10 tips to becoming a real leader
For the past decade, I have been fascinated with the topic of leadership. My first real introduction to the subject was at Harvard’s Kennedy School of Government, where I graduated (barely) with a Master in Public Administration in 2006. As a student, I enrolled in Ronald Heifetz famous Leadership on the Line course (named after his very compelling book of the same title).
On the first day of class, Professor Heifetz casually walked in the stadium seating style classroom that fits about 200. High ranking military officials, seasoned public servants, foreign diplomats and the very luck (yet occasional) grad student like me who somehow managed to get into the class, all listened with baited breath. Professor Heifetz was, after all, the authority on leadership at Harvard. And everyone who was lucky enough to get into his class knew it.
What would Professor Heifetz tell us about leadership? What were the golden truths that — once learned — would make some people leaders and others not?
As he approached the centre of the room, briefcase in hand and sports coat snugly fit, Professor Heifetz somehow managed to look every one of us in the eye. Once settled behind the main lectern, he said in a voice just louder than a whisper,
“So you want to learn about leadership?”
Of course, Professor Heifetz didn’t have to speak any louder than that. He had us all salivating for every word. His next immortal truths.
“Then figure it out yourselves,” he said quietly. Then he turned and walked out the door he entered from but 5 minutes earlier.
Professor Heifetz didn’t return that day. He didn’t return for a week if I remember correctly. And in his absence, all 200 of us tried to figure out just how to be a leader for the other 199.
Professor Heifetz ended up teaching us all a very valuable lesson that day. And throughout the remainder of the course my notions of leadership were shaken and redefined.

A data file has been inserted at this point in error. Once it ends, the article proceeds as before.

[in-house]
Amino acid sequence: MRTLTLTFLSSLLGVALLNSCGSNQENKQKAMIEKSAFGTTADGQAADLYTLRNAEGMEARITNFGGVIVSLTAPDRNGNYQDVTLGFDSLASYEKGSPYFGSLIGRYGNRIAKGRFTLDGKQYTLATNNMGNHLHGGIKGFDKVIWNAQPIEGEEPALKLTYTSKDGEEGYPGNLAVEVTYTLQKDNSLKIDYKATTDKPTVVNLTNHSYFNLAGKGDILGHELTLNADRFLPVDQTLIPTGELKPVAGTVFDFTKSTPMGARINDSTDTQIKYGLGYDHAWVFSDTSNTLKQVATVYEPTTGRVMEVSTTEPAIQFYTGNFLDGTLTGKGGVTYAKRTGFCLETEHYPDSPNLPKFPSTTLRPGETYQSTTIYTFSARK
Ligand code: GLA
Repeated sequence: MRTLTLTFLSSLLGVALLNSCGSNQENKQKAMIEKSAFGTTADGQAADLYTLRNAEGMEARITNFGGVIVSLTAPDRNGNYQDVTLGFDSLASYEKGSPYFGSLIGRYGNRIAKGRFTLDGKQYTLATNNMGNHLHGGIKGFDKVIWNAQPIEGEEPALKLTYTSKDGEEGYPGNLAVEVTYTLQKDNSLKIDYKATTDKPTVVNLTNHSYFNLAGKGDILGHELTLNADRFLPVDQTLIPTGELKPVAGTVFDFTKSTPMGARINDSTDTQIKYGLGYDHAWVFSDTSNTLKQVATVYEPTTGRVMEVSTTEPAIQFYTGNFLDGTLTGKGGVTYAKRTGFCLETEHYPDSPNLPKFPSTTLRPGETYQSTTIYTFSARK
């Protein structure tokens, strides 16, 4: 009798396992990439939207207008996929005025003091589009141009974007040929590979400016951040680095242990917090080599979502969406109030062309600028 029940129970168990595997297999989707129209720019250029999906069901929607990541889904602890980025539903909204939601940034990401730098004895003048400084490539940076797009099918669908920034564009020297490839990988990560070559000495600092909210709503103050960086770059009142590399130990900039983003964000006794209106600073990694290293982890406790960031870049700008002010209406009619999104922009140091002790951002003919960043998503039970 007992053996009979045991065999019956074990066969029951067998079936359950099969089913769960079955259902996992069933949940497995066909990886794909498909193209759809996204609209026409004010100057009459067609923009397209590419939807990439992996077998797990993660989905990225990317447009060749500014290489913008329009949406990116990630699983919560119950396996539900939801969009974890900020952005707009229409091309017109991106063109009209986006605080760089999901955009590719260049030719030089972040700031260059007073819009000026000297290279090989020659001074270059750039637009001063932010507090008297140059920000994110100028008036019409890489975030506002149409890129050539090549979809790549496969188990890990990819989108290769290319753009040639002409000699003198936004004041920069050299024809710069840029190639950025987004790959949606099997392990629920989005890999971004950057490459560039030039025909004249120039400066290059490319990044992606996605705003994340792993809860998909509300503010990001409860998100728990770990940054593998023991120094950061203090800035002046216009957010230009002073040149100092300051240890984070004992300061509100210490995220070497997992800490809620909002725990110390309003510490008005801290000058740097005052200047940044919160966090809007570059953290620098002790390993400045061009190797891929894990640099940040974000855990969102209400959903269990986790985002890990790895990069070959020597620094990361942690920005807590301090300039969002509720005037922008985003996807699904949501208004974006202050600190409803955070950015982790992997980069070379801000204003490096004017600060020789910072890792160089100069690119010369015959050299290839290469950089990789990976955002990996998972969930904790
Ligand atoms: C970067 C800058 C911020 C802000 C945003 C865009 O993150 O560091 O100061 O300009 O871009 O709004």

From his teachings, my own experiences, and lots of reading on the topic, I have compiled a list of the 10 characteristics that I believe leaders posses
I would be delighted to know if these resonate with you.
- As Germain Porshe defines in her book, Coach Anyone About Anything, as well as Professor Heifetz came to teach us over the course of a semester, leaders have a vision about the future — a future state that they would like to see become reality.
- To make their future state possible, leaders recruit people. They are not lone wolves.
- Because leaders enrol, solicit, and require the participation of others, they necessarily are self aware of both their strengths and their weaknesses. And they seek talent in areas that fortify both.
- Leaders can possess authority but they do not have to. A leader’s true power is in the power of her relationships.
- Because leaders know that depending on relationships with others is fundamental in achieving their vision, they are vulnerable to those they serve. Being vulnerable to one another is the life blood of trusting relationships, and leaders know this at their core. The stoic stereotype of the stern, powerful leader is just plain wrong.
- Leaders lead their lives with a set of deep core values. Others see this authenticity and are attracted to it.
- Leaders realize that having a vision is not enough for others to join. That vision has to be the vision of those that participate in achieving it. As such, leaders are, in their most fundamental sense, simply a voice to a cause.
- And because they are but a voice, leaders strive to empower those working towards achieving the shared vision. Credit, for a leader, is a distant thought. It is the shared vision that truly drives a leader.
- Leaders recognize that reaching their vision takes risk. As such, they are comfortable being uncomfortable.
- And last but certainly not least, taken right from the notes of Professor Heifetz class itself, leaders are capable of doing two things at once: participating on the dance floor while simultaneously observing on the balcony. It is this skill that enables a leader to stay clear about her vision, while orchestrating any movements necessary to get there.
What are your notions of a leader? Did I capture them here or am I missing some other elements? I would love to hear your thoughts.
or write: Casey@SixandaHalfConsulting.com